But why? Why do we love each other so much? Today is Tisha Be’av, the darkest day on the Jewish calendar. It is the day our Temple was destroyed.
Our sages explain that the Temple was destroyed not because we were weak but because there was “baseless hatred” among us. Yet in those times there was rampant corruption and existential ideological rifts within the nation. Nonetheless, our sages have made it clear that regardless of how compelling an argument one can make, hatred within our nation is fatally destructive and never justified.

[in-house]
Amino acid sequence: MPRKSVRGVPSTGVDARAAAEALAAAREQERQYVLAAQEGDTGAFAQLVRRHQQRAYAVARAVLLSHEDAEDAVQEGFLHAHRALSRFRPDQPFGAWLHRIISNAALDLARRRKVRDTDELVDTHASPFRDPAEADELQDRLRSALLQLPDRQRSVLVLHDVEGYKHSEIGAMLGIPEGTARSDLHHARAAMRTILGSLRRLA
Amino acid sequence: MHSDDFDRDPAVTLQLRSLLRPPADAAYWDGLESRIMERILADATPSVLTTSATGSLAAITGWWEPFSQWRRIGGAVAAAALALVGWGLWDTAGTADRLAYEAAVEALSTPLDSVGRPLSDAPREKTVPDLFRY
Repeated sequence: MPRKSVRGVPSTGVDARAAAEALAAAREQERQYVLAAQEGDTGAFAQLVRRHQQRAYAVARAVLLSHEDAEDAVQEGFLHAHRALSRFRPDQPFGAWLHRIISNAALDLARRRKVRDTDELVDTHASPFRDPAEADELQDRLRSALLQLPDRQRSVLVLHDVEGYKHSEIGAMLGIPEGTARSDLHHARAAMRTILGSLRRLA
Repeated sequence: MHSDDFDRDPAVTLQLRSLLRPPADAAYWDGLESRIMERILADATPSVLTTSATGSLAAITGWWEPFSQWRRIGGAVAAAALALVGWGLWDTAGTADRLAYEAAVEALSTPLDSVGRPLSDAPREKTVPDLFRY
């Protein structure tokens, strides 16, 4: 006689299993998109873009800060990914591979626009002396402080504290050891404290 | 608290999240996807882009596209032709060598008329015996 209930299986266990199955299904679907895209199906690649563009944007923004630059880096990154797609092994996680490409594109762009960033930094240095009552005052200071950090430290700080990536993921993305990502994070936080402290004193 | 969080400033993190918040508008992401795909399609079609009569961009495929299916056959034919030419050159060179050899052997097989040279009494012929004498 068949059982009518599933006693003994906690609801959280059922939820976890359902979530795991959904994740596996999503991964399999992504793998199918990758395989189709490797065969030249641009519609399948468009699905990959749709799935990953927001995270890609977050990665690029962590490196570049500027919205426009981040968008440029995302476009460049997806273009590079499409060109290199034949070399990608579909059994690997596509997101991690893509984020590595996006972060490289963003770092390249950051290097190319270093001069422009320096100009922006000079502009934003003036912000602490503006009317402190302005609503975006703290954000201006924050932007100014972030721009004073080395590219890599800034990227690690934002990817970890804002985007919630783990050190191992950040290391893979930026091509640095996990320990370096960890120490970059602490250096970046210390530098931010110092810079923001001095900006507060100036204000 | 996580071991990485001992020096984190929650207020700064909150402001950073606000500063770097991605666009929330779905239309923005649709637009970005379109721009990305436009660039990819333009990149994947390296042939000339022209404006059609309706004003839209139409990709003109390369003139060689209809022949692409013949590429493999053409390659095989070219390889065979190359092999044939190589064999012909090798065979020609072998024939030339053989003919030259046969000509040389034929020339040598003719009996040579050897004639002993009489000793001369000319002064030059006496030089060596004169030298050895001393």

We love each other because we love Israel. I am not referring merely to the state or the land. Israel was the name of Jacob, the father of the 12 tribes from which we are all descended. We are not a race or a religion – we are a family. We share a home, a father, a future and a fate.
The reason that I and my fellow soldiers want to continue putting our lives in jeopardy, sleeping night after night in the dirt under mortar fire, rocket attacks and the perpetual danger of terrorist attacks via tunnels is because this war is not yet over. Israel is in danger and when Israel is in danger every member of the Jewish family is in danger.
Today Jews around the world are experiencing the greatest fear and insecurity since the Holocaust.